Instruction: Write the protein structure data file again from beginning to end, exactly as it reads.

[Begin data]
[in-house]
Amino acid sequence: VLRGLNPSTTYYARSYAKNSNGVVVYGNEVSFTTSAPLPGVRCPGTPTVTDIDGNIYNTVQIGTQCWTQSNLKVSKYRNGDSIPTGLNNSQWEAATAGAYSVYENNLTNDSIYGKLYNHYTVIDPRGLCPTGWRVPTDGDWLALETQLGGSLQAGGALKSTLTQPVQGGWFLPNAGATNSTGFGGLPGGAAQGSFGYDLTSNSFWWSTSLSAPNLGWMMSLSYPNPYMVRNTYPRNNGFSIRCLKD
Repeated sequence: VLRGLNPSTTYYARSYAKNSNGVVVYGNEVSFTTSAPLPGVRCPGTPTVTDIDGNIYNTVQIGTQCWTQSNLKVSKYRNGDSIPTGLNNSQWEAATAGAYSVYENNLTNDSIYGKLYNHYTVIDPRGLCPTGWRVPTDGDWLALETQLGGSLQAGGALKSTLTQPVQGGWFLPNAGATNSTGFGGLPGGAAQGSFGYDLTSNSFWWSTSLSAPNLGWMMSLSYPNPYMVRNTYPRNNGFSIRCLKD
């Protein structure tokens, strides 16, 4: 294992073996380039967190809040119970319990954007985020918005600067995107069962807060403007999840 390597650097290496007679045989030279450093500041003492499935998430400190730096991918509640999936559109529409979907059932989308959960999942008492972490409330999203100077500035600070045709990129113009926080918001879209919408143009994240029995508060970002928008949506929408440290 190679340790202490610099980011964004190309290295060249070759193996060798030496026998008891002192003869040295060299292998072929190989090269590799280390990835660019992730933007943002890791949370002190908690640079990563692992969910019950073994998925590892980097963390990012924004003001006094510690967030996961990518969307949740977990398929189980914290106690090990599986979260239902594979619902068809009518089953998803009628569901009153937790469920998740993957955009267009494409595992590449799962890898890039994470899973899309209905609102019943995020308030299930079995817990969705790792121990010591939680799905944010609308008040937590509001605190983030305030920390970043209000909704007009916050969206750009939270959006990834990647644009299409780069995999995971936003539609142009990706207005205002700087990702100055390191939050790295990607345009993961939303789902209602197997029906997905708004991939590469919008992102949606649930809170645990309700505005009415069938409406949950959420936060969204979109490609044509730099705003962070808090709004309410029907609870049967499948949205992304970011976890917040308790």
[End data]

[in-house]
Amino acid sequence: VLRGLNPSTTYYARSYAKNSNGVVVYGNEVSFTTSAPLPGVRCPGTPTVTDIDGNIYNTVQIGTQCWTQSNLKVSKYRNGDSIPTGLNNSQWEAATAGAYSVYENNLTNDSIYGKLYNHYTVIDPRGLCPTGWRVPTDGDWLALETQLGGSLQAGGALKSTLTQPVQGGWFLPNAGATNSTGFGGLPGGAAQGSFGYDLTSNSFWWSTSLSAPNLGWMMSLSYPNPYMVRNTYPRNNGFSIRCLKD
Repeated sequence: VLRGLNPSTTYYARSYAKNSNGVVVYGNEVSFTTSAPLPGVRCPGTPTVTDIDGNIYNTVQIGTQCWTQSNLKVSKYRNGDSIPTGLNNSQWEAATAGAYSVYENNLTNDSIYGKLYNHYTVIDPRGLCPTGWRVPTDGDWLALETQLGGSLQAGGALKSTLTQPVQGGWFLPNAGATNSTGFGGLPGGAAQGSFGYDLTSNSFWWSTSLSAPNLGWMMSLSYPNPYMVRNTYPRNNGFSIRCLKD
């Protein structure tokens, strides 16, 4: 294992073996380039967190809040119970319990954007985020918005600067995107069962807060403007999840 390597650097290496007679045989030279450093500041003492499935998430400190730096991918509640999936559109529409979907059932989308959960999942008492972490409330999203100077500035600070045709990129113009926080918001879209919408143009994240029995508060970002928008949506929408440290 190679340790202490610099980011964004190309290295060249070759193996060798030496026998008891002192003869040295060299292998072929190989090269590799280390990835660019992730933007943002890791949370002190908690640079990563692992969910019950073994998925590892980097963390990012924004003001006094510690967030996961990518969307949740977990398929189980914290106690090990599986979260239902594979619902068809009518089953998803009628569901009153937790469920998740993957955009267009494409595992590449799962890898890039994470899973899309209905609102019943995020308030299930079995817990969705790792121990010591939680799905944010609308008040937590509001605190983030305030920390970043209000909704007009916050969206750009939270959006990834990647644009299409780069995999995971936003539609142009990706207005205002700087990702100055390191939050790295990607345009993961939303789902209602197997029906997905708004991939590469919008992102949606649930809170645990309700505005009415069938409406949950959420936060969204979109490609044509730099705003962070808090709004309410029907609870049967499948949205992304970011976890917040308790």